Stage Five: Acceptance

As a species, we’re pretty crap both at grieving and talking about grieving. It’s often a thing pushed aside, an elephant in the corner, ignored and moved around. Which is mad, as we face so many types of grief in our lives that can be truly impactful. There’s a particular spectrum of grief that comes with age milestones. I’m only recently realising that I’m mourning my twenties. Hold fire before judging here please and let me explain…

Yes, I’m heading into my fifth month of being 30 so this has taken a little while. But sometimes you can only realise the true depth of an experience or feeling when you step away from it. Furthermore, considering the emotional rollercoaster I experience pre-August 25th, this prolonged deceleration shouldn’t be such a surprise. And I’m not grieving the end of what my twenties were. I’m grieving the end of what my twenties could have been. How I thought they were going to go and how far away they ended up being from that.

This is not to moan about my lot. For I have an incredible life. My family are wonderful, as are my circle of friends. My health could be better, could be worse. I have hobbies I love and am pretty good at. There is not a single regret at where I am now and the paths I took to get there. But the bit I’m balancing internally is how the path I’m on isn’t the one I expected and arguably, due to all manner of societal pressures, isn’t the one that I envisioned at the start of my 20s.

I thought, by the age of 30, I would have experienced love. The romantic variant.

How this love looked was depicted varied over the years. At the start of my 20s, I was certain that the decade would end with home-owning child-reading with a husband. I’d gone to university expecting to meet my soulmate, so that narrative all felt totally inevitable. And yet, as the years past, I didn’t meet that person. That all-encompassing much-prophesised soulmate who would complete me didn’t come riding in on his noble stead.

Instead, in all honesty, I meet nobody. Nobody that counts. Not really. Aside from the odd arsehole who crawled out the woodwork and provided situationships that resulted in little more than demoralising disappointment and ruthless rejection.

I guess I should be thankful really. I’ve got to my big-age and my heart is intact. It has never been broken, instead it’s been a bit bruised and it’s taken a couple of dents. Which, perhaps in a rather Romantic take on it, makes me feel quite sad. Because a broken heart is a heart that has been used and taken out of the packet. It’s heart that experienced joy before the fall; that once felt alive and soaring.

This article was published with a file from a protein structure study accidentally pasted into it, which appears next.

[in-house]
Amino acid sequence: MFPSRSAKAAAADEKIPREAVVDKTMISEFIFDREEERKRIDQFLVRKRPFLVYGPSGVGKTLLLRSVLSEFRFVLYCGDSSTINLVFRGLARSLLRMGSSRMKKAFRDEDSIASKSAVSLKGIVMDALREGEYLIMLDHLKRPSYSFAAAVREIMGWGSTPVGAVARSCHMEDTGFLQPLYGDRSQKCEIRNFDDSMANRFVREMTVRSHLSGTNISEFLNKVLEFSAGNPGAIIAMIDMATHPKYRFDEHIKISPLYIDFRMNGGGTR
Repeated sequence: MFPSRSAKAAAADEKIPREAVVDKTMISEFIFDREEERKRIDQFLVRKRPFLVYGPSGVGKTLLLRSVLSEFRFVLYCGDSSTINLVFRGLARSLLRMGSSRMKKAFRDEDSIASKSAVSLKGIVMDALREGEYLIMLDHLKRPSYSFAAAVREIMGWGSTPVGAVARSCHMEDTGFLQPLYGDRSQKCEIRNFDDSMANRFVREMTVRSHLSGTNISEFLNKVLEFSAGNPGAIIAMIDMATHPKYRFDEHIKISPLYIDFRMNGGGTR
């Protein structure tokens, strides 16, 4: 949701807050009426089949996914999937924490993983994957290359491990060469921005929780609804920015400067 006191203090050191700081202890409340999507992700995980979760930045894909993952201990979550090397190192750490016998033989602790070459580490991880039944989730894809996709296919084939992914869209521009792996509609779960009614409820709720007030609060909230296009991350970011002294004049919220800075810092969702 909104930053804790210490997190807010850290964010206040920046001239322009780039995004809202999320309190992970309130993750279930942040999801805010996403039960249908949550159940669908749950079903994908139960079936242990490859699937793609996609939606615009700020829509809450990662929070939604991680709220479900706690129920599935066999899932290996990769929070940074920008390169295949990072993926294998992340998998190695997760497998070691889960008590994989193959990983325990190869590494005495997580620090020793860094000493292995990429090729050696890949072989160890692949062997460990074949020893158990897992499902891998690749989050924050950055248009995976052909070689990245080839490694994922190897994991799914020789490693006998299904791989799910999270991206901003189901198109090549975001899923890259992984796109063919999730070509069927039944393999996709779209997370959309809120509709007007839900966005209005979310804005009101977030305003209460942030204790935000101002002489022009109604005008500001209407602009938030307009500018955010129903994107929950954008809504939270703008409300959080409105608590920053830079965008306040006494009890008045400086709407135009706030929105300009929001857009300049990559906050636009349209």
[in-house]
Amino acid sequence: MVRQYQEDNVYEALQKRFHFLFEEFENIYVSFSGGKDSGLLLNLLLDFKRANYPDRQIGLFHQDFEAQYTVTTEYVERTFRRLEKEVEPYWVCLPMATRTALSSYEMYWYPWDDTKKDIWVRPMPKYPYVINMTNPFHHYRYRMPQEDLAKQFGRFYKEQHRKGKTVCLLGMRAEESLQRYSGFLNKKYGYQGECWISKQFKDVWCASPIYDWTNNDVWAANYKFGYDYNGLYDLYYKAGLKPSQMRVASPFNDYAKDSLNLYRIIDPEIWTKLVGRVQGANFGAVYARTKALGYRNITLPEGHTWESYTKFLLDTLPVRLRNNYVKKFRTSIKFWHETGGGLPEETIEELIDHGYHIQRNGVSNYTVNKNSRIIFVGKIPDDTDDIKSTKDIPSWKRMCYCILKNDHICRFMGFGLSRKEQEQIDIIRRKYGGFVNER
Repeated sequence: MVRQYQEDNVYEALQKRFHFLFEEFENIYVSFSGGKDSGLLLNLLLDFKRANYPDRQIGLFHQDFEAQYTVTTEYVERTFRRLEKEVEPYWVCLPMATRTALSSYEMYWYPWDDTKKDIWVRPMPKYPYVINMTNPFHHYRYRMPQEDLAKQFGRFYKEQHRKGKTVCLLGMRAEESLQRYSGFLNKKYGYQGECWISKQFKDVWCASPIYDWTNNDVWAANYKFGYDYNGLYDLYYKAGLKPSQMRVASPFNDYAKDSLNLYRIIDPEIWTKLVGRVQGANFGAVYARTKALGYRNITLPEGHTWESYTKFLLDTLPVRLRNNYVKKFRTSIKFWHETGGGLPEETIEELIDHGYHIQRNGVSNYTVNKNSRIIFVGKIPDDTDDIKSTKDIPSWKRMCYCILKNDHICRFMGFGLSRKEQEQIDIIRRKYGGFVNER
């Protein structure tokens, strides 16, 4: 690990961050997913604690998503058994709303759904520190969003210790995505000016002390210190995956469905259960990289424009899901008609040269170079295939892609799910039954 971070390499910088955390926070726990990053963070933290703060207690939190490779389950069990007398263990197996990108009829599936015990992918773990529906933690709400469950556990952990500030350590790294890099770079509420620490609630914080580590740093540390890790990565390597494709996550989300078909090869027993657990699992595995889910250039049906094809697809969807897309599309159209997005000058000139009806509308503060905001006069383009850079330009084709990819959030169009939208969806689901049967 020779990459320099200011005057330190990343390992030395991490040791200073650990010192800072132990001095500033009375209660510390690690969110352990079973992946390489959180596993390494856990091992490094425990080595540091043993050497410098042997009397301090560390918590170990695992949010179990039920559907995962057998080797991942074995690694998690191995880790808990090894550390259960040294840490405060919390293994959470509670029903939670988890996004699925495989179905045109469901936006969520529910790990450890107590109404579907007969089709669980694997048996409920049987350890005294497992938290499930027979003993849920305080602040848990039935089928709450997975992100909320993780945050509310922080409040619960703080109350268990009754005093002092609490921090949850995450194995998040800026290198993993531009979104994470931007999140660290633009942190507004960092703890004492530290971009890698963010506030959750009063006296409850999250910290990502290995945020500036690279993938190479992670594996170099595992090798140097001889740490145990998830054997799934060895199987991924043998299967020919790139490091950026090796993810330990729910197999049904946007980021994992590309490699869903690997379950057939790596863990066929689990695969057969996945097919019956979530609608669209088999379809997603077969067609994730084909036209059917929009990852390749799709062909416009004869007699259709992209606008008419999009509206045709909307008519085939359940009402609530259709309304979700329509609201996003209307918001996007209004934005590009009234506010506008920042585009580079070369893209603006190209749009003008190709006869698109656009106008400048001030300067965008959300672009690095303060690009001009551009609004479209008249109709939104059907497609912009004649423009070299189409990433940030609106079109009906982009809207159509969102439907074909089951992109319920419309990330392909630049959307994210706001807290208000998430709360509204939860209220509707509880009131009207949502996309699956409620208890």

Don’t get me wrong, big girls do cry – even those who haven’t been in love. Those disappointments still resulted in tears to the point of dehydration and some of the most awful moments in my life, I refuse to undersell or underacknowledge those pains I have overcome. In theory the brightest lights cast the darkest shadows, so I deeply begrudge that the darkest shadows that came from the hands of others were caused by the human equivalent of dim light bulbs.

I am incredibly appreciative of the love and joy I have from my friends and family. I have little doubt that, not matter what or who crosses the rest of however long I have left on this planet, I have a handful of friends who were some of the true great loves of my life. It almost feels disloyal to them to be asking for more.

But I hope that even though romantic love didn’t arrive in my past, it will be awaiting me in my (please, oh holy deities – near!) future. What I would give for something to counter those pangs of loneliness that arrive from not having and never have felt it. Especially as the form of that loneliness has unexpectadly shifted over the decade.

If I had a pound for every time I’ve ever said ‘I’m going to die alone’ I wouldn’t be a millionaire, but I’m pretty sure I’d have a damn nice pair of Louboutins. Sometimes it was a phrase uttered as a joke, other times (and I’m being frank and open here) whilst crying into a pillow. Or on a train or bus. Once or twice, on a park bench. Several times over several alcholoic beverages with friends.

But nowadays that feeling I link with that fear now actually arrives when I’m not alone. It arrives when I’m with friends who are in a couple. It’s not an omnipresent feeling, it’s one that arrives and disappears as suddenly as lightening. But, like thunder, it’s one that strikes at the very core and deeply echoes within. It’s for a craving of the intimacy they share, the knowledge they have their person and the certainty that comes with that. As taboo as it may be to say, I really crave that.

That’s the thing I find myself trying to find acceptance with. That’s what my five stages of grief for my twenties have been tied to: the denial that I felt so profoundly about it, the anger that ‘everyone else’ got to have that whilst I didn’t, the self-bargaining I made in how to ‘deal’ with it and the sadness at having ‘not, and never have been, feeling wanted’.

By writing this I’m trying to finally reach a degree of self-acceptance of it all. That experience isn’t one-size fits all, life cannot be predicted and that I didn’t do my twenties ‘the wrong way’.

And, I can also feel that way whilst also wanting to experience romantic love.

I don’t *need* romantic love, but I’d like to be able to give it a try. To love someone and be loved back. To have my person’s back and they have mine. I’m not looking for the centre of my solar system, I’ve formed a most-excellent one all on my own. I’m looking for another solar system to rest next to. We can sit in the rocketship, exploring our respective solar systems and the rest of the galaxy. Together.

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